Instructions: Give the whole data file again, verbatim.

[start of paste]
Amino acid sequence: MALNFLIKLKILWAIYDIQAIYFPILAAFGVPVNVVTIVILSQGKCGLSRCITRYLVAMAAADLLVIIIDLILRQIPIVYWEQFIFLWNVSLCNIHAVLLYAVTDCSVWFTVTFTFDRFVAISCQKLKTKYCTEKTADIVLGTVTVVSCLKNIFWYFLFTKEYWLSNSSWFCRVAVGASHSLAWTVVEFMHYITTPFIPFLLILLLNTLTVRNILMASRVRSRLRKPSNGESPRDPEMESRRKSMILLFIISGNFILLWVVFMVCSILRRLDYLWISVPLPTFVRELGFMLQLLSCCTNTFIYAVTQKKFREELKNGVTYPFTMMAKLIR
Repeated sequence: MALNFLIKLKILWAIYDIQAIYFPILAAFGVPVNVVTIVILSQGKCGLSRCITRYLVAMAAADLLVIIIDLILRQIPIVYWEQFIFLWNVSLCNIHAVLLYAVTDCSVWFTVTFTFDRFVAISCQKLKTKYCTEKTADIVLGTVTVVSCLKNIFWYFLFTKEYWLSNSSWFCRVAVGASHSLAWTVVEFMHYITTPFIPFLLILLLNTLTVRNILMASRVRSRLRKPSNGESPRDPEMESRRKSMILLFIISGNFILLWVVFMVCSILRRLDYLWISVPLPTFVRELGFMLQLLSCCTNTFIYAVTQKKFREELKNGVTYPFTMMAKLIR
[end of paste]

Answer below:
Amino acid sequence: MALNFLIKLKILWAIYDIQAIYFPILAAFGVPVNVVTIVILSQGKCGLSRCITRYLVAMAAADLLVIIIDLILRQIPIVYWEQFIFLWNVSLCNIHAVLLYAVTDCSVWFTVTFTFDRFVAISCQKLKTKYCTEKTADIVLGTVTVVSCLKNIFWYFLFTKEYWLSNSSWFCRVAVGASHSLAWTVVEFMHYITTPFIPFLLILLLNTLTVRNILMASRVRSRLRKPSNGESPRDPEMESRRKSMILLFIISGNFILLWVVFMVCSILRRLDYLWISVPLPTFVRELGFMLQLLSCCTNTFIYAVTQKKFREELKNGVTYPFTMMAKLIR
Repeated sequence: MALNFLIKLKILWAIYDIQAIYFPILAAFGVPVNVVTIVILSQGKCGLSRCITRYLVAMAAADLLVIIIDLILRQIPIVYWEQFIFLWNVSLCNIHAVLLYAVTDCSVWFTVTFTFDRFVAISCQKLKTKYCTEKTADIVLGTVTVVSCLKNIFWYFLFTKEYWLSNSSWFCRVAVGASHSLAWTVVEFMHYITTPFIPFLLILLLNTLTVRNILMASRVRSRLRKPSNGESPRDPEMESRRKSMILLFIISGNFILLWVVFMVCSILRRLDYLWISVPLPTFVRELGFMLQLLSCCTNTFIYAVTQKKFREELKNGVTYPFTMMAKLIR